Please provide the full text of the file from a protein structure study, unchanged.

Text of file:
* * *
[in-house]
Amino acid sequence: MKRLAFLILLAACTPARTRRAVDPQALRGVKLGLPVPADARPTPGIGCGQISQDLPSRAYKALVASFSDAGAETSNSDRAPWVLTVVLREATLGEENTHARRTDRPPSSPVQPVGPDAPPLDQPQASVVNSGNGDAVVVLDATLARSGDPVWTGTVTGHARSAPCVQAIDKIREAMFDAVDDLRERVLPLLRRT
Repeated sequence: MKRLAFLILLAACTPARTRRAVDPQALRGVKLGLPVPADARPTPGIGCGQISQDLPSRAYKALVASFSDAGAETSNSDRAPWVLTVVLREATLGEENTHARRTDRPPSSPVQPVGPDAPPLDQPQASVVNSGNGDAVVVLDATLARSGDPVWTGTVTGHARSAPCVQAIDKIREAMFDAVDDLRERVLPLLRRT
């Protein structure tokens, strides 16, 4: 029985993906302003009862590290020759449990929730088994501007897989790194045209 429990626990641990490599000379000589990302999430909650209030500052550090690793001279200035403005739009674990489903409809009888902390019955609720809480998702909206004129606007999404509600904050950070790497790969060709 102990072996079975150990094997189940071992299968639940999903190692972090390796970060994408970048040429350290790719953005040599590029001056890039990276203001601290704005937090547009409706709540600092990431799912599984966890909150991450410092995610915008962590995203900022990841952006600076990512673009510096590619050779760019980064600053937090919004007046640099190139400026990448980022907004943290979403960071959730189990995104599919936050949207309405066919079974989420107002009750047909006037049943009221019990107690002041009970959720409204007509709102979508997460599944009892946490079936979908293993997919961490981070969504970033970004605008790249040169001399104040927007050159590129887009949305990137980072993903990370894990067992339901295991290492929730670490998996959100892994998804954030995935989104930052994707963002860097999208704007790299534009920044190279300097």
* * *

[in-house]
Amino acid sequence: MKRLAFLILLAACTPARTRRAVDPQALRGVKLGLPVPADARPTPGIGCGQISQDLPSRAYKALVASFSDAGAETSNSDRAPWVLTVVLREATLGEENTHARRTDRPPSSPVQPVGPDAPPLDQPQASVVNSGNGDAVVVLDATLARSGDPVWTGTVTGHARSAPCVQAIDKIREAMFDAVDDLRERVLPLLRRT
Repeated sequence: MKRLAFLILLAACTPARTRRAVDPQALRGVKLGLPVPADARPTPGIGCGQISQDLPSRAYKALVASFSDAGAETSNSDRAPWVLTVVLREATLGEENTHARRTDRPPSSPVQPVGPDAPPLDQPQASVVNSGNGDAVVVLDATLARSGDPVWTGTVTGHARSAPCVQAIDKIREAMFDAVDDLRERVLPLLRRT
């Protein structure tokens, strides 16, 4: 029985993906302003009862590290020759449990929730088994501007897989790194045209 429990626990641990490599000379000589990302999430909650209030500052550090690793001279200035403005739009674990489903409809009888902390019955609720809480998702909206004129606007999404509600904050950070790497790969060709 102990072996079975150990094997189940071992299968639940999903190692972090390796970060994408970048040429350290790719953005040599590029001056890039990276203001601290704005937090547009409706709540600092990431799912599984966890909150991450410092995610915008962590995203900022990841952006600076990512673009510096590619050779760019980064600053937090919004007046640099190139400026990448980022907004943290979403960071959730189990995104599919936050949207309405066919079974989420107002009750047909006037049943009221019990107690002041009970959720409204007509709102979508997460599944009892946490079936979908293993997919961490981070969504970033970004605008790249040169001399104040927007050159590129887009949305990137980072993903990370894990067992339901295991290492929730670490998996959100892994998804954030995935989104930052994707963002860097999208704007790299534009920044190279300097």